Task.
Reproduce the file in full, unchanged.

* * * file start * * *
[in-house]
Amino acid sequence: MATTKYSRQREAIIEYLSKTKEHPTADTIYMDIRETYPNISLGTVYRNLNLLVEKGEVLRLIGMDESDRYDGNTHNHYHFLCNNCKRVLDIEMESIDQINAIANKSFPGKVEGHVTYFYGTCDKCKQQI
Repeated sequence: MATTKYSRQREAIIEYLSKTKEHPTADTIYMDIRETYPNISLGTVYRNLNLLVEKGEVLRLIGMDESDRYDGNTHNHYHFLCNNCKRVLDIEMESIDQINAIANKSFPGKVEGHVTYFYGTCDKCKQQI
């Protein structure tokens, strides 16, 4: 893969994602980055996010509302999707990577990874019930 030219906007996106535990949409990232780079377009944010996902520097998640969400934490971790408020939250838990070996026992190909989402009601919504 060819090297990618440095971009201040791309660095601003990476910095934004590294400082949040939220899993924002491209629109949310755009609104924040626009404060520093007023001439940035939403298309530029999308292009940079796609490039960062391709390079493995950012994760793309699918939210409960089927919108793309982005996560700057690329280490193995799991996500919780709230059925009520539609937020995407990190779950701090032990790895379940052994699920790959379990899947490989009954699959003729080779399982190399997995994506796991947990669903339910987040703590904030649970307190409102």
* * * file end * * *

[in-house]
Amino acid sequence: MATTKYSRQREAIIEYLSKTKEHPTADTIYMDIRETYPNISLGTVYRNLNLLVEKGEVLRLIGMDESDRYDGNTHNHYHFLCNNCKRVLDIEMESIDQINAIANKSFPGKVEGHVTYFYGTCDKCKQQI
Repeated sequence: MATTKYSRQREAIIEYLSKTKEHPTADTIYMDIRETYPNISLGTVYRNLNLLVEKGEVLRLIGMDESDRYDGNTHNHYHFLCNNCKRVLDIEMESIDQINAIANKSFPGKVEGHVTYFYGTCDKCKQQI
């Protein structure tokens, strides 16, 4: 893969994602980055996010509302999707990577990874019930 030219906007996106535990949409990232780079377009944010996902520097998640969400934490971790408020939250838990070996026992190909989402009601919504 060819090297990618440095971009201040791309660095601003990476910095934004590294400082949040939220899993924002491209629109949310755009609104924040626009404060520093007023001439940035939403298309530029999308292009940079796609490039960062391709390079493995950012994760793309699918939210409960089927919108793309982005996560700057690329280490193995799991996500919780709230059925009520539609937020995407990190779950701090032990790895379940052994699920790959379990899947490989009954699959003729080779399982190399997995994506796991947990669903339910987040703590904030649970307190409102």